I will eat my fausnaughts tonight. Mine have powdered sugar on them. I will, also, set up my Cradle to the Cross wreath for Lent. I have decided to put a dab of play dough in each candle well and place a bird for each Wednesday of Lent. I don’t know what I will place in the wells in-between the birds to mark off the days. Please come back to see what develops.
On the eve of the beginning of our walk to Calvary and the ultimate victory dance,
Dawn
This is Danielle. She has cancer. She has decided to give her all in the fight. These are her ninja moves against cancer. I pray victory! You can follow her journey on Facebook at NewLife – A New Beginning Community
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9 comments on “You’re never too old, but you might be too young

    • Sylvia,

      I can see, but I can’t make my thumbs move like that! There was a commercial on tv some time ago with a teen boy texting with his thumbs and his father (I think) trying to talk to him and he can see he’s not “getting through” and he stops and says something like, “Are you really communicating like that?” The boy looks up and says, “Totally!”

      I think I have the facts a bit messed up above, but that is the gist of it. Suffice it to say, “I don’t get it.” I’m much like the young cashier when I mentioned fausnaught: Clueless, totally!

  1. Do you know that if it hadn’t been for my Pennsylvania friends, I might have actually bypassed thinking about this tradition this year. Oh my! Have I been so long gone and laid so much aside? I still make my pork and sauerkraut on New Years, and I am surrounded by black eyed peas. Traditions are wonderful fuzzies. We always got the glazed doughnuts, made with yeast. Oh, my! II can well remember my sister’s MIL rolling out her dough and making those from scratch…. Oh, the smell of the kitchen! Yum, yummy yum, yum! Now we’re trying to eat healthier and I don’t think of them that much. Thanks for the visceral pleasure! Life seemed so …safe… then…didn’t it?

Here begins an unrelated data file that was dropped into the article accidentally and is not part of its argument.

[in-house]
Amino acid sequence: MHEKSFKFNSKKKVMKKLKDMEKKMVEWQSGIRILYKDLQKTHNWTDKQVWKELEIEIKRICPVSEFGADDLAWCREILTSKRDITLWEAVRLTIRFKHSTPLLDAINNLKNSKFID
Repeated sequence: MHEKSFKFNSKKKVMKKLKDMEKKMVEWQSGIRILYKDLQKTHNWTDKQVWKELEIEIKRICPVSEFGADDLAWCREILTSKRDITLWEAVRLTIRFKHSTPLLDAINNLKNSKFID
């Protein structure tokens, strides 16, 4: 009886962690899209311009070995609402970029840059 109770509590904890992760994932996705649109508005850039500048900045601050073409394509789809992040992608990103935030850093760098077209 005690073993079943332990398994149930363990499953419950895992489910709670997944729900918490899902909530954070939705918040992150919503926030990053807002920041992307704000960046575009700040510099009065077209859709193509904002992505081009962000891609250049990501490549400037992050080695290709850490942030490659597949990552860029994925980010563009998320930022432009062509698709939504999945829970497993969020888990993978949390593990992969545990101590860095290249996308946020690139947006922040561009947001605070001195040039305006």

I love seeing my Protestant friends and family including fasting in their Lenten and prayer lives. Throughout my childhood, it was a {{{Catholic}}} tradition and heaven forbid they might actually have a wonderful truth there. Thank you God, for teaching us, especially during this most significant season. If you haven’t watched “The Passion” take that journey. It pains me to see it. I always cry. How must his mother have felt!

    Keep reminding us, Dawn, to be thankful in all…all things! {{{hugs}}}

    • You know, Carrie, my husband said the other day (as we passed Father Kovalak’s Greek Orthodox Church with its cupolas) that if he were not a Methodist, he’d be Orthodox. Who knew?

      Yes, the Catholics have many wonderful truths. I praise God that many of our finest in Protestantism came from their ranks AND, I might add, didn’t want to leave their raith, they just wanted to give a new understanding of the Word. Old World Politics would not allow it. Now doesn’t this sound familiar? Some even died a martyr’s death because those protecting their power could not hear God. Anyway, yes, I love the traditions and today (after free clinic) I will put my first bird in my cradle to cross wreath and post a link to http://www.aholyexperience.com.

      Love you, Carrie!